Gone With the Wind


Gone With the Wind:
Charles Mak demonstrates a simple technique to help you achieve maximum yield from the most stubborn boards with just a couple of sticks and a hand plane.

Charles Mak demonstrates a simple technique to help you achieve maximum yield from the most stubborn boards with just a couple of sticks and a hand plane

Even if you use machines to prepare rough timber – as I usually do – knowing how to dress stock by hand can be very useful. When a deformed board or assembly (like a door or carcase) is too big or too small for a machine, your hand skills are what you can count on.
In preparing a rough board, the first task is to dress one side flat in length, flat in width and out of wind. Among the various deformities, twist is usually the most challenging to deal with, and that’s why the general advice is to avoid buying twisted boards. Another strategy for twisted boards is to rough size them closer to their final widths and lengths before you flatten them as some of the defects – cup, bow or twist – are removed in the sizing process.
Although any twisted board can be flattened, before you start, you should check to ensure it will yield the desired thickness after the twist is removed. In the sidebar, you can find out how to do that. 

After being flattened, a twisted board can become too thin for your particular project

Spotting twist
To test for twist, you can press on the diagonal corners of a board on a flat surface to see if or how much it rocks. However, to accurately pin point the high spots, you need a pair of winding sticks. Winding sticks make a narrow board appear wider and make the twist easier to see. I have made several pairs of winding sticks and generally use a pair that is about at least 30cm longer than the width of the workpiece.
To use the winding sticks, first place a stick across each end of the board, at right angles to the length of the board and parallel to one another. Sight down so the winding sticks align at one end. Look across the other end of the front stick to see how the edges line up. If the other ends misalign, the board is twisted. Mark the diagonal pair of high corners on the board. Then, reposition one of the sticks and repeat the sighting to check the entire board.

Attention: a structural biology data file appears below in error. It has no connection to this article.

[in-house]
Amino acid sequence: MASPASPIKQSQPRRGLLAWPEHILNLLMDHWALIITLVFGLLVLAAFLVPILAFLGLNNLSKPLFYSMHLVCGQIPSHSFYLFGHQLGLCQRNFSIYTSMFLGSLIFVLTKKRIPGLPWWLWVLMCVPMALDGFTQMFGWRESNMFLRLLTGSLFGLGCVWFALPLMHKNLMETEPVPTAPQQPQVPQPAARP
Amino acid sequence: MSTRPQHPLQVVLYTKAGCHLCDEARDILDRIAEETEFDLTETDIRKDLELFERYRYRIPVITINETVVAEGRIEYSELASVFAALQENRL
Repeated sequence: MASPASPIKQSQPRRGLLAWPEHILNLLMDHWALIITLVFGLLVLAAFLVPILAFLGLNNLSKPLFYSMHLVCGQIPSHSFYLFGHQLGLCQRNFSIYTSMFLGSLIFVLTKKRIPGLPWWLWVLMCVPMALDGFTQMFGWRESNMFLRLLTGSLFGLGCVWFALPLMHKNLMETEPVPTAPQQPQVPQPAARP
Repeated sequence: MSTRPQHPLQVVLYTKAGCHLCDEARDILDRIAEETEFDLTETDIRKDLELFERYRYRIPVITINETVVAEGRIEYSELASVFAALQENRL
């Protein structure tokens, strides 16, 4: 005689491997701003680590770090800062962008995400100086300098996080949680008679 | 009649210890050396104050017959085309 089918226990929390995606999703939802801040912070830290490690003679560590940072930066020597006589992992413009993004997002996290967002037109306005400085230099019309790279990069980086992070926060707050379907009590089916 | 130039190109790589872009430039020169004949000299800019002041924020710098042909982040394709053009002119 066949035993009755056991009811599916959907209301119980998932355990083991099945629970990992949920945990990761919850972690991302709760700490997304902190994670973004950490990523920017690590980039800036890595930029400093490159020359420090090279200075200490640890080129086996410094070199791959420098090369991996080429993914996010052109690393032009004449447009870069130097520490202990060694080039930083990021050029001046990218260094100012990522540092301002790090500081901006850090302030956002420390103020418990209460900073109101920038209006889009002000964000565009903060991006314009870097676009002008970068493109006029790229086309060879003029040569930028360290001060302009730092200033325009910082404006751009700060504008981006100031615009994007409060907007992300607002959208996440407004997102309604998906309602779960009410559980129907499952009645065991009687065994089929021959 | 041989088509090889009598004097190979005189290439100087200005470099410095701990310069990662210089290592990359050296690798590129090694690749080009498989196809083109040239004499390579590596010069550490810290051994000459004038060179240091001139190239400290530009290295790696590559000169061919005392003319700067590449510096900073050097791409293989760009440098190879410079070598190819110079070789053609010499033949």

For a long workpiece, some woodworkers use three winding sticks. After removing the high corners at the ends, they run a third stick back and forth between the two end sticks to look for other high spots in the middle.

Centre the winding sticks on the board and sight at about an arm’s length away from one of the sticks

Mark the first high corner and then the diagonal corner which is also a high spot

Keeping one of the sticks constant, run the second stick back and forth to find other high areas

Salvage twisted boards
To get an idea of how thin a twisted board will become after it is flattened, follow these steps that American furniture maker Ric Hanisch uses:
1. Place a winding stick at each end of the board
2. Shim up one of the sticks until both sticks are parallel
3. The vertical distance made by the shim at the edge of the board is the amount of twist
4. The twisted board, when flattened, will lose its thickness by the twist on both faces.

The gap on the wedge shows how much material is to be removed at the diagonal high corners

Holding the work
To knock down the high spots, hold the workpiece down firmly so it does not rock. For smaller boards,
I go with the vice, but for long or wide pieces, I select a face where the board will rock the least and secure it on the bench. A word of caution however, it’s easy to introduce a false reading when securing the workpiece between a tail vise and bench dog as long or thin boards can easily distort under pressure
from both ends.

For a board too big for the vice, I cramp it to a bench with shims placed underneath the high corners

Choosing the plane
For a small workpiece or mildly twisted surface, you can flatten it with just a smoother or jack from start to finish. However, if a lot of material is to be removed, a scrub plane is a better choice at the start. You can also hog off bulk waste with a toothed blade or a cambered blade set in the wide throat of a smoother and finish the job with a jack plane.

You can retrofit a smoother with a cambered blade to use it as a scrub plane

Removing the twist
Flattening a deformed board of any size is all about removing the high areas; the trick is to know how – with as little trial and error as possible. I start by knocking off the high corners with a hefty cut to form two small flat spots. Take care to remove equal amounts from the opposite corners if you want to salvage as thick a board as it can be.
As the high corners come down, I lighten up on the cuts and make two types of strokes: diagonal and across the board, trying to extend the flats towards the centre. When the board gets relatively flat across,
I reset the plane for a shallow cut and plane with the grain for the final strokes. Finally, confirm the surface is out of wind with the winding sticks.
Practise this technique on mildly twisted boards first to develop a sense of where and how much to plane, while building your confidence. The hand-planed face is now the reference surface for thicknessing the reverse side. Do you now face plane the reverse face (and every other board that comes into your shop) also by hand, or with a machine? It is a question that only someone who has the hand skills gets to ponder about!

Plane down the two high diagonal spots and check the work often to avoid taking too much material from one spot

Enlarge the flats by making alternating diagonal cross strokes and inward from the edge to avoid break-out

In finish-planing, loosen up the grip and make the final, long strokes with the grain

Sighting a dark edge against a light background allows easier reading


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